I made the cake in my cast iron pan, works perfectly.

Apple cake
75 gr butter
2,5 dl kamut flour
4 tbsp sugar
1 egg
1\2 tsp baking powder
few drops lemon oil (or some lemon zest)
seeds of 1 vanilla pod
1 dl sliced almonds

6 Boskoop apples, peeled and thinly sliced
2 tsp ground cinnamon
4 tbsp sugar
1/2 dl water
2 tbsp kamut semolina

Rub butter and flour until you get coarse crumbs. Add sugar, baking powder, egg, lemon oil, vanilla and mix quickly. Wrap in the foil and put in the fridge for at least 30 minutes, the dough needs to get chilled.

In the meantime, put the sliced apples, cinnamon, sugar and water in a pan and cook for about 10 minutes. Apples should get a bit soft and loose some of their water. Let the apples cool down a bit.

Cover the bottom of the pan with the sliced almonds. Divide the dough in two parts. My iron cast pan is about 22 cm in the bottom and 25 cm higher up so I take a little bit less dough for the bottom and little bit more for the cover.
Put the smaller disc over the almonds, sprinkle semolina over the dough and spread the apple filling over semolina. Cover with the other dough disc and bake in the preheated oven, 180C for about 25 minutes.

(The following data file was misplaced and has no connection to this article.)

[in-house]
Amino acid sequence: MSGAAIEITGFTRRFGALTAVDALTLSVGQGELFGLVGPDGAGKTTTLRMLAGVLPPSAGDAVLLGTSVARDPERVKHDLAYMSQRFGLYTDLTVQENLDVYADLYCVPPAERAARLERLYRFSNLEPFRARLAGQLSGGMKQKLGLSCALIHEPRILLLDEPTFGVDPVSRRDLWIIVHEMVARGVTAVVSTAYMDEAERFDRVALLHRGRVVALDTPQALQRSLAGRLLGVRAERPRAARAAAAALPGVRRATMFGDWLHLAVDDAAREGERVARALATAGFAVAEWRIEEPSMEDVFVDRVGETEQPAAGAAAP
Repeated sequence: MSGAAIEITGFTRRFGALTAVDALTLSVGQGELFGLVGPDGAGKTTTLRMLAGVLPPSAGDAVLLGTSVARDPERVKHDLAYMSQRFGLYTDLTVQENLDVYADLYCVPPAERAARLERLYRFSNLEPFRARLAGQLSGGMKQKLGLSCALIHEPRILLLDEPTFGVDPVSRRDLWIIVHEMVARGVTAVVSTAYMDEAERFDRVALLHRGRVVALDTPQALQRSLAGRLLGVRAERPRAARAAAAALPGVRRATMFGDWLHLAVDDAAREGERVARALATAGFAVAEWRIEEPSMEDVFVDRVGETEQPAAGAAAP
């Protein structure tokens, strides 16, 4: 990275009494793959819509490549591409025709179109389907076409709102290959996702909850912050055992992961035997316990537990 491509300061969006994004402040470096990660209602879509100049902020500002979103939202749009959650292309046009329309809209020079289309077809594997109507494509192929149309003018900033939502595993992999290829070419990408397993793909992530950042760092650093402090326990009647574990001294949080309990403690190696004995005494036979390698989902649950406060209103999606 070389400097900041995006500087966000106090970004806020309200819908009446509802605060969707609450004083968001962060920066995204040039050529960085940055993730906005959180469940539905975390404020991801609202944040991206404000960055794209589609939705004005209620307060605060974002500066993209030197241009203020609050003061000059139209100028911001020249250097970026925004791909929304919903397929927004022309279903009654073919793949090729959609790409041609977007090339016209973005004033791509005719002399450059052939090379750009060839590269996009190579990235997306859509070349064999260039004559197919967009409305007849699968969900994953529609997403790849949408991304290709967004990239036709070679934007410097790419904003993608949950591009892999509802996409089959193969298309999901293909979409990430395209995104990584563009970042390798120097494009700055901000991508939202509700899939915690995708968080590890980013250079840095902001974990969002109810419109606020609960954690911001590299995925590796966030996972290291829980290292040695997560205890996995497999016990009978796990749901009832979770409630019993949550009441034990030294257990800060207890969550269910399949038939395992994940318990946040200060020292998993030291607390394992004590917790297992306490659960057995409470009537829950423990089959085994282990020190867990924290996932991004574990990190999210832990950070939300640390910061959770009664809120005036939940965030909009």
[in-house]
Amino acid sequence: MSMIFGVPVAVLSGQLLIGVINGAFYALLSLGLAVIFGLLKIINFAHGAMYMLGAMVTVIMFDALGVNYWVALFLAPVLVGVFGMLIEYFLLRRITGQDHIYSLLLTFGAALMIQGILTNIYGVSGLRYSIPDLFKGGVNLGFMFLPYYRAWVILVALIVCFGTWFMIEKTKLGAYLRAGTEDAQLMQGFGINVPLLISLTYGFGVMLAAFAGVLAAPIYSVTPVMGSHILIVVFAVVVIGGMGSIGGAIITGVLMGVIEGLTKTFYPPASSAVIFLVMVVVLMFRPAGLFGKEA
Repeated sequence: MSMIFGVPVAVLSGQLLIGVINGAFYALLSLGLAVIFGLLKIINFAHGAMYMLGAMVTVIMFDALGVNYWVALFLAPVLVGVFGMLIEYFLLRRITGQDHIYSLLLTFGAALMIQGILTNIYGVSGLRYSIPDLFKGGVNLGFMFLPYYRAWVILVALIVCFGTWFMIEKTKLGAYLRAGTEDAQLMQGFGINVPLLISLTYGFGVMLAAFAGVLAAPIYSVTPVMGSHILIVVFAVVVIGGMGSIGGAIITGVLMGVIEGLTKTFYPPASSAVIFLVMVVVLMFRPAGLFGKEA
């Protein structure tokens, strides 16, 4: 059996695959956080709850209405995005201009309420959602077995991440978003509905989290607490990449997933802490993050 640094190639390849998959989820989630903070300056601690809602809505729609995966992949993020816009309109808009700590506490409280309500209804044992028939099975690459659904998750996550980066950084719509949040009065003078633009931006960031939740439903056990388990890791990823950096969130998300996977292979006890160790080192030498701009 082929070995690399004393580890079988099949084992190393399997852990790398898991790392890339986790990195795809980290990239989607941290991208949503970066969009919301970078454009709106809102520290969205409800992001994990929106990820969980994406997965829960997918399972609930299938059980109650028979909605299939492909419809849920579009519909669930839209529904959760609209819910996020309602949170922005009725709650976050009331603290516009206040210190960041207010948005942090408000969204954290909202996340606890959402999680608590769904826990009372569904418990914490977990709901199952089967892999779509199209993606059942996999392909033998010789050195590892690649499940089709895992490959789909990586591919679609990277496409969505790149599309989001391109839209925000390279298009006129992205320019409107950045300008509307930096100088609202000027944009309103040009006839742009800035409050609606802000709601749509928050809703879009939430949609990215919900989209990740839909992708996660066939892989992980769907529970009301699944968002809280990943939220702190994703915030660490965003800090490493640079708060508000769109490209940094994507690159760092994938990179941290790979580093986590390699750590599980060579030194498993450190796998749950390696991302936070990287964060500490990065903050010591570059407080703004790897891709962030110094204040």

Let the cake cool down for about 10 minutes. Run a knife around the edges to make sure that nothing is stuck. Invert on a plate and cut first when it has cooled down to warm.

Thursday, October 16, 2008


City of Munich is very famous for its annual Oktoberfest. Although it did not start as a beer festival, almost 200 years ago, today the festival is all about beer.
There are 6 big breweries and each have huge tents where beer in 1 litre mugs is served, gigantic!

On the same day as the Oktoberfest starts there is a parade of all breweries and other companies that take part in the Oktoberfest.

The next most important thing to the beer is of course the food. Typical Bavarian food like, sausages, schnitzels, pretzels, knödels, grilled chicken, roast pork...can also be found in the beer tents. Outside the the tents, that covers a huge area, you can buy even more food, but no 1 litre mug beer. On the right picture below is ox-roast with fried onions.

One important thing to remember is that although it is called Oktoberfest, these days it starts mid September and lasts for 16 days.